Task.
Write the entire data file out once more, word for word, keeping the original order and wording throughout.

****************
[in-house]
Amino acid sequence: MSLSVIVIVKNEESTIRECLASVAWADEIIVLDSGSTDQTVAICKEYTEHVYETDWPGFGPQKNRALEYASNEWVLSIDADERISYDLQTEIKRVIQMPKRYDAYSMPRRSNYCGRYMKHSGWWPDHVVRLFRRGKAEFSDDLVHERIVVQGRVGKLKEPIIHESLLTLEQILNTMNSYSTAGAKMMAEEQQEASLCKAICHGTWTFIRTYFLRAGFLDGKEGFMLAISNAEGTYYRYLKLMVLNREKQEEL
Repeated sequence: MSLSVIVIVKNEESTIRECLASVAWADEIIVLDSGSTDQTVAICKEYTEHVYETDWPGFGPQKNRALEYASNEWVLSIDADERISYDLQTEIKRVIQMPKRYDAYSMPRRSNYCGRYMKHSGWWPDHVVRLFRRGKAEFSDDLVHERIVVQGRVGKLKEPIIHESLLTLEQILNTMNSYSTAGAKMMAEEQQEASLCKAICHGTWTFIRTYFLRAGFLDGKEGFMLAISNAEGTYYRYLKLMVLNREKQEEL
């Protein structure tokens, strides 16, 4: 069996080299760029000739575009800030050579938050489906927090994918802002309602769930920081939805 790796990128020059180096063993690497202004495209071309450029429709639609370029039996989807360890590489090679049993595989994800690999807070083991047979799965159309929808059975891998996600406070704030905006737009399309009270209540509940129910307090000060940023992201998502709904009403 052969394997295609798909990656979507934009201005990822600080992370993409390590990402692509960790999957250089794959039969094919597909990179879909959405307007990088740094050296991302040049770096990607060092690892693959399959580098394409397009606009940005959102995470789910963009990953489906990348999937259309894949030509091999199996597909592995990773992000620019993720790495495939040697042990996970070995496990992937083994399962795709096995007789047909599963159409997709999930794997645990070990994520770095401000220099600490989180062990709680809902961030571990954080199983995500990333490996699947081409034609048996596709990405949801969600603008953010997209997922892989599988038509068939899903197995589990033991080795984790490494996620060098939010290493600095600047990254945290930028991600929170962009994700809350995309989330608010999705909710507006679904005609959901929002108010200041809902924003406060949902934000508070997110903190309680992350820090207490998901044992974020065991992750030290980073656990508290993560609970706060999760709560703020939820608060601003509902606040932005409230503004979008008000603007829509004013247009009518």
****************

[in-house]
Amino acid sequence: MSLSVIVIVKNEESTIRECLASVAWADEIIVLDSGSTDQTVAICKEYTEHVYETDWPGFGPQKNRALEYASNEWVLSIDADERISYDLQTEIKRVIQMPKRYDAYSMPRRSNYCGRYMKHSGWWPDHVVRLFRRGKAEFSDDLVHERIVVQGRVGKLKEPIIHESLLTLEQILNTMNSYSTAGAKMMAEEQQEASLCKAICHGTWTFIRTYFLRAGFLDGKEGFMLAISNAEGTYYRYLKLMVLNREKQEEL
Repeated sequence: MSLSVIVIVKNEESTIRECLASVAWADEIIVLDSGSTDQTVAICKEYTEHVYETDWPGFGPQKNRALEYASNEWVLSIDADERISYDLQTEIKRVIQMPKRYDAYSMPRRSNYCGRYMKHSGWWPDHVVRLFRRGKAEFSDDLVHERIVVQGRVGKLKEPIIHESLLTLEQILNTMNSYSTAGAKMMAEEQQEASLCKAICHGTWTFIRTYFLRAGFLDGKEGFMLAISNAEGTYYRYLKLMVLNREKQEEL
């Protein structure tokens, strides 16, 4: 069996080299760029000739575009800030050579938050489906927090994918802002309602769930920081939805 790796990128020059180096063993690497202004495209071309450029429709639609370029039996989807360890590489090679049993595989994800690999807070083991047979799965159309929808059975891998996600406070704030905006737009399309009270209540509940129910307090000060940023992201998502709904009403 052969394997295609798909990656979507934009201005990822600080992370993409390590990402692509960790999957250089794959039969094919597909990179879909959405307007990088740094050296991302040049770096990607060092690892693959399959580098394409397009606009940005959102995470789910963009990953489906990348999937259309894949030509091999199996597909592995990773992000620019993720790495495939040697042990996970070995496990992937083994399962795709096995007789047909599963159409997709999930794997645990070990994520770095401000220099600490989180062990709680809902961030571990954080199983995500990333490996699947081409034609048996596709990405949801969600603008953010997209997922892989599988038509068939899903197995589990033991080795984790490494996620060098939010290493600095600047990254945290930028991600929170962009994700809350995309989330608010999705909710507006679904005609959901929002108010200041809902924003406060949902934000508070997110903190309680992350820090207490998901044992974020065991992750030290980073656990508290993560609970706060999760709560703020939820608060601003509902606040932005409230503004979008008000603007829509004013247009009518």